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What makes a great wine list?

Having a quick glance at a wine list will give you a good idea of what to expect from any food menu. Atleast this is something I can't help but do before deciding to dine in a never been before eatery. I asked a Sommelier friend of mine to talk me through what goes into making a great wine list. 

She said what sets most wine lists apart is great focus and integrity to the food menu. Wine best enjoyed with food needs to consider their counterpart. The list has to be customer friendly and easy to navigate. Guests won't enjoy the experience if they are left unaided deciding on a wine choice while the accompanying diners are trying to engage and enjoy each others time. One trend is to index the wines by country, style and food match. Educating the guest on a range but also helping with decision making. 

Not every diner is the same, that's why a good wine list must cater for price point and style. A good wine director will take the time to understand their guests and cater for their needs by selecting appropriate wines. Lower alcohol, wines from eccentric countries like Hungary, seasonality and multiple vintage wines all play a part. You don't want to be stuck with the same old single-supplier menu so look out for this. 

Understanding the process and story behind a wine is important. One great story is the Raveneau Chablis a family vineyard in Burgundy, France. Founded in 1948, they produce 3,000 cases annually. The holdings are mostly made from the outstanding grand cru and premier gru fruit. The vinification process hasn't changed and has become a family tradition. Grapes are harvested by hand. Then pressed gently by pneumatic press. Only indigenous yeasts are used. Juice is left to settle, and then racked off its lees into cuve to ferment. Alcoholic fermentation takes two weeks, follow by a malolactic fermentation in barrel. Wines are aged for 18 months in older oak barrel and feuillette (most of which comes from barrel-maker Chassin), of which a very small percentage is new.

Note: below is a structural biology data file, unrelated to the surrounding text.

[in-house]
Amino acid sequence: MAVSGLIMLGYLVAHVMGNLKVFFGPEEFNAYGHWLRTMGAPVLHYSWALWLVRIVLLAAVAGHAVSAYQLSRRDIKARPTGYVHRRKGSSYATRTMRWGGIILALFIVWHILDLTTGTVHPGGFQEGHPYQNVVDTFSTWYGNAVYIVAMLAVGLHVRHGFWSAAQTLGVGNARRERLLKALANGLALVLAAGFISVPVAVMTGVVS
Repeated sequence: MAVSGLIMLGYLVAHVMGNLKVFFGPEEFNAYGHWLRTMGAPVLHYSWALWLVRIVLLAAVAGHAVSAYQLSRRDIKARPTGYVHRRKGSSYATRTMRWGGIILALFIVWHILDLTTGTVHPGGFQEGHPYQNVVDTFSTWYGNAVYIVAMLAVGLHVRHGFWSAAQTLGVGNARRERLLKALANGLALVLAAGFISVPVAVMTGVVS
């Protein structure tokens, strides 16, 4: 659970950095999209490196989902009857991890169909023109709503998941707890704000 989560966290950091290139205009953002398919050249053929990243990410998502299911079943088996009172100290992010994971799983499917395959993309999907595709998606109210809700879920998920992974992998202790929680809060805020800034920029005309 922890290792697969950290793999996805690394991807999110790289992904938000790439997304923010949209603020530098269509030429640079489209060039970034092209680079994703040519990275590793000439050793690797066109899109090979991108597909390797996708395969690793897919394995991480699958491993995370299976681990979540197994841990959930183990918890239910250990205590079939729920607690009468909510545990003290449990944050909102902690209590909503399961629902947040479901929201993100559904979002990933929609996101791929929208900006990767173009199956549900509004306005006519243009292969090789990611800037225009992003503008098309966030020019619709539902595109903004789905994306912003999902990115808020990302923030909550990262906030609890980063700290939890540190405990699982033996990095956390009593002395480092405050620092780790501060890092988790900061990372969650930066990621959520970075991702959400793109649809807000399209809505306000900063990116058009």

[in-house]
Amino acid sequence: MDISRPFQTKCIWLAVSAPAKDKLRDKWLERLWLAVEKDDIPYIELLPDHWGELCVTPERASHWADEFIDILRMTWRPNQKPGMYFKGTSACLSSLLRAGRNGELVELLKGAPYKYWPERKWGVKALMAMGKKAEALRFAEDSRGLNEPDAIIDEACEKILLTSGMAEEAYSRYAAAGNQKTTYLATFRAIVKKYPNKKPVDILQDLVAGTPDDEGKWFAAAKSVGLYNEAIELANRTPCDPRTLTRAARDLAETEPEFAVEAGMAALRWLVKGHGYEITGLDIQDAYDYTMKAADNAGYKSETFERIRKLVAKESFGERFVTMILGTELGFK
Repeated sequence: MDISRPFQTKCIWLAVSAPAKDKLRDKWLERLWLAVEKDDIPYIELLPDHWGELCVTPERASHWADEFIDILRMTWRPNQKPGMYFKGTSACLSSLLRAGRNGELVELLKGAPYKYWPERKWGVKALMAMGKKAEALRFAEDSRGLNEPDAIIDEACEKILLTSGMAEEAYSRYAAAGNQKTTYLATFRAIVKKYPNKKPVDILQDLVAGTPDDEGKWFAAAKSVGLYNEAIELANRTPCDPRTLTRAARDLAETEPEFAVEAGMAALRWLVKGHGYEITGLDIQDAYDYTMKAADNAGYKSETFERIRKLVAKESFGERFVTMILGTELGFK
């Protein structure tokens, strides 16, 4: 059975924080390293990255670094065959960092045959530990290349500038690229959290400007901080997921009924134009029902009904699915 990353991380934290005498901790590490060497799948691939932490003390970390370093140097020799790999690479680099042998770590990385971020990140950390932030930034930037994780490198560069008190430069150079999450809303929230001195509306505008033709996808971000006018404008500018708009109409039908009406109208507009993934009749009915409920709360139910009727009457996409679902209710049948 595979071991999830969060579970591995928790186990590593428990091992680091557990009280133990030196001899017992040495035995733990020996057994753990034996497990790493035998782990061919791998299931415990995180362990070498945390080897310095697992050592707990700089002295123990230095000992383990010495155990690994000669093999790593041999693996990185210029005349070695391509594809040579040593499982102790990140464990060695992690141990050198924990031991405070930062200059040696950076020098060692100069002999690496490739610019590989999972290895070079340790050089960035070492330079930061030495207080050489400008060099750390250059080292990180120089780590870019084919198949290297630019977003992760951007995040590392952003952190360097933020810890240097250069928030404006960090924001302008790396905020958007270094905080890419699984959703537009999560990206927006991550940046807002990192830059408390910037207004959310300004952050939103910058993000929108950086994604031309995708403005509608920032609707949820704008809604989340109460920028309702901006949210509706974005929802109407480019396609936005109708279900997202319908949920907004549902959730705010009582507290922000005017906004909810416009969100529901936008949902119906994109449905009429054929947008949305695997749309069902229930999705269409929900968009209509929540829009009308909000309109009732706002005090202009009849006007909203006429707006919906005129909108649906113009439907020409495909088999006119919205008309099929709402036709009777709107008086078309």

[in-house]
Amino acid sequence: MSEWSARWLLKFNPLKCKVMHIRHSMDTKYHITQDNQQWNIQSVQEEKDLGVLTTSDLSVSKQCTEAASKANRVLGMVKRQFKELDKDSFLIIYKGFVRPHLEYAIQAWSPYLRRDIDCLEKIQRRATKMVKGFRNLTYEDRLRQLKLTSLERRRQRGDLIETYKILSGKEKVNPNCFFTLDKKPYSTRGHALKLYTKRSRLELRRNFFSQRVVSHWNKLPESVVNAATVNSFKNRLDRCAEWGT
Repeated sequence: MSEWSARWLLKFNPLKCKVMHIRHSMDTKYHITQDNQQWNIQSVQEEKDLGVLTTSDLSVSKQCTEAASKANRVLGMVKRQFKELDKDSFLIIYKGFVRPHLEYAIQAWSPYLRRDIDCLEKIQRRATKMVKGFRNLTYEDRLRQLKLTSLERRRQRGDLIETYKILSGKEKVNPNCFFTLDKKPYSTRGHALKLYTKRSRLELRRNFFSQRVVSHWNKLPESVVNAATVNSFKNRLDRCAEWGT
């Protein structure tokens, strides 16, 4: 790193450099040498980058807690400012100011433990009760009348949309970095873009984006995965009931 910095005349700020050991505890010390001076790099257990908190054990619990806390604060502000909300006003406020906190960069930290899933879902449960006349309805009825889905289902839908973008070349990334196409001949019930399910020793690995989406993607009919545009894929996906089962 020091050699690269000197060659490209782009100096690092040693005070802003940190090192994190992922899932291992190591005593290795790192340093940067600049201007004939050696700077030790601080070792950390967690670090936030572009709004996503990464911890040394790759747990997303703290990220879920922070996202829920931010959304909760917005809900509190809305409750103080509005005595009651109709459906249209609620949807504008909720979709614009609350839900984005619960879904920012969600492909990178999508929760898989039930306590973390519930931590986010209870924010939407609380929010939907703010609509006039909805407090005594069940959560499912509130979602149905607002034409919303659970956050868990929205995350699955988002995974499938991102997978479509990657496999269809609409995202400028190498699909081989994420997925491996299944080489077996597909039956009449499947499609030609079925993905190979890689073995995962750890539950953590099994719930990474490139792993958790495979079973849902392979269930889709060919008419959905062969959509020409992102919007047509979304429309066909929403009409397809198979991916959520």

“Chablis at its best is a magnificent wine, and is quite unique. The color should be a full, in the sense of quite viscous, greeny-gold. The aromas should combine steeliness and richness, gun flint, grilled nuts and crisp toast. The flavour should be long, individual, and complex. Above all, the wine should be totally dry, but without greenness. The aftertaste must be rich rather than mean, ample rather than hard, generous rather than soulless. Chablis is an understated wine, so it should be subtle rather than obvious, reserved rather than too obviously charming”.

Finally, a wine list must evolve as with the food menu. Classics are important but compelling guests with a new experience, a new style from a new region will always delight time and time again.